China has hundreds of pigeon associations, and working-class breeders in Beijing still send their birds into the sky with whistles attached, sounding a high-pitched whine as they fly over winding alleys.

But the last decade has seen a takeoff of luxury clubs and racing leagues for a new breed of big-spending enthusiasts — and allegations of illegal betting on races.

The Pioneer Club in Beijing’s western suburbs is among the most exclusive. Its clubhouse is adorned with classical Greek columns and on event days its carefully manicured lawns are surrounded by Mercedes and Audis.

The creatures themselves are kept in heated houses where full-time attendants calibrate every aspect of their diet and lifestyle to produce maximum speed. They are taken out on regular test runs — which can be a hazard in polluted Beijing.

“When they hit the smog, its like a wall. Some of them will get lost,” said Stuart Chu, a Taiwanese breeder who has lost several pricey birds in the murky air.

Top-end owners are “usually people who raised pigeons in their youth, and now they have achieved success in their careers they want to do it again”, said Su Quanlin, the Pioneer club’s founder.

His clients are willing to pay such high prices for the birds “because they want honour. It gives them face,” he added.

Others suggest more impure motives for the trade. Around a dozen industry insiders — who all asked to remain anonymous because gambling is illegal in mainland China — told AFP that betting on races was widespread.

“A pigeon race is perfect for gambling. Because you can never predict who will win,” said Lars Vercammen, a 25-year-old breeder from Belgium.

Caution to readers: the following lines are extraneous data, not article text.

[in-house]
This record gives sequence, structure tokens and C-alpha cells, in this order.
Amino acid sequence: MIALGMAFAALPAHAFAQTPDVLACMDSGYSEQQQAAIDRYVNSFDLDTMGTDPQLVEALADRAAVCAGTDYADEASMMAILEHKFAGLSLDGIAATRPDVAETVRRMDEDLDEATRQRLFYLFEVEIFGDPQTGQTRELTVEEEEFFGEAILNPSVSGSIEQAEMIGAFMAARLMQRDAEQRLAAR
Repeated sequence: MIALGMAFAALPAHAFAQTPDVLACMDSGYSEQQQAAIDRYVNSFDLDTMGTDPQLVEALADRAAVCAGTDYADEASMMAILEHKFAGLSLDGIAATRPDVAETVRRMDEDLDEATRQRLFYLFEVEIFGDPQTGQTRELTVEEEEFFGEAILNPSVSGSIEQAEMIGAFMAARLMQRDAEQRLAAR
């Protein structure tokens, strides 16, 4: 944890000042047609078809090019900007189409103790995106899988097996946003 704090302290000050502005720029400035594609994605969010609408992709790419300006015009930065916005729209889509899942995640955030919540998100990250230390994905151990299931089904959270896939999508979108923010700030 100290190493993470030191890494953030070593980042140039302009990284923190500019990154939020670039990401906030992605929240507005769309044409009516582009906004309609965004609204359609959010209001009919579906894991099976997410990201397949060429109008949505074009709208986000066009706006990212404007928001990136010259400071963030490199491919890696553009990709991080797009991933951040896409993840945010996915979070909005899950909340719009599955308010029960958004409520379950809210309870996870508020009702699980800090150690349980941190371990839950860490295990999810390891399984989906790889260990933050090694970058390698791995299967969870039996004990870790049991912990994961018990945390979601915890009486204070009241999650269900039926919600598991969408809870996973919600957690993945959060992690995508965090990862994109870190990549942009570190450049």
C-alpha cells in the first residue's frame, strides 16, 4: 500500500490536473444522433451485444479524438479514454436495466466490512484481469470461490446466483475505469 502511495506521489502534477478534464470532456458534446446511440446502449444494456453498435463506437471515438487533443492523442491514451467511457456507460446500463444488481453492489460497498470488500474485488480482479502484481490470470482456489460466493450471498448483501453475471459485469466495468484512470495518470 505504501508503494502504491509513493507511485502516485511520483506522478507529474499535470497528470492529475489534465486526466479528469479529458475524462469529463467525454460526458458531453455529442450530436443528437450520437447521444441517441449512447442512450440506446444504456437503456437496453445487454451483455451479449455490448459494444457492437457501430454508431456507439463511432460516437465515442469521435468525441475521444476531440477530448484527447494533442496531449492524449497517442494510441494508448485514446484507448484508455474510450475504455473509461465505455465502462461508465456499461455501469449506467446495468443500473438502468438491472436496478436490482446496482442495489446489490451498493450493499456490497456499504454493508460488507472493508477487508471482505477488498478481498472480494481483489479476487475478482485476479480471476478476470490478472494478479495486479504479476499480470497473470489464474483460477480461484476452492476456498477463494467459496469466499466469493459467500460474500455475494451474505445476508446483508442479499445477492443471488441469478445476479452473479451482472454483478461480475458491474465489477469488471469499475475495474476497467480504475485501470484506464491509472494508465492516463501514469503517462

Su, the club owner, denied the allegations.

– Star Wars –

Twice a year the club holds an “Iron Eagle” series of four races with hefty entry fees and total prize money equivalent to more than $2.4 million.

A day before each contest, hundreds of feathered competitors were loaded into cages and driven 500 kilometres away from Beijing, green identification rings around their scaly red ankles.

Six hours after their release, a tense silence hung over the club’s lawn, broken only by owners and trainers munching on peanuts as they waited for their pigeons to return.

Suddenly the first grey bird dropped out of the sky and on to its loft, the winning time flashing onto an electronic display board.

Overall victory in the series went to a pigeon known only as 04010, owned by pharmaceutical entrepreneur Guo, whose wealth is estimated at $1.3 billion by Forbes magazine.

A month later the top  birds were compulsorily auctioned off under the “Iron Eagle” competition rules, with loudspeakers blasting the theme from ‘Star Wars’ to herald each high-priced sale, and buyers indifferent to the edicts of an official austerity campaign.

Guo — who cuts a distinctive figure with a shaven head and black and white suit — repeatedly raised a paddle to ensure he kept his pigeon, despite the punishingly expensive commission.

“It’s about face. I’m crazy. I haven’t made any money,” he said, before a chauffeur ushered him into a grey Rolls-Royce.

© 1994-2014 Agence France-Presse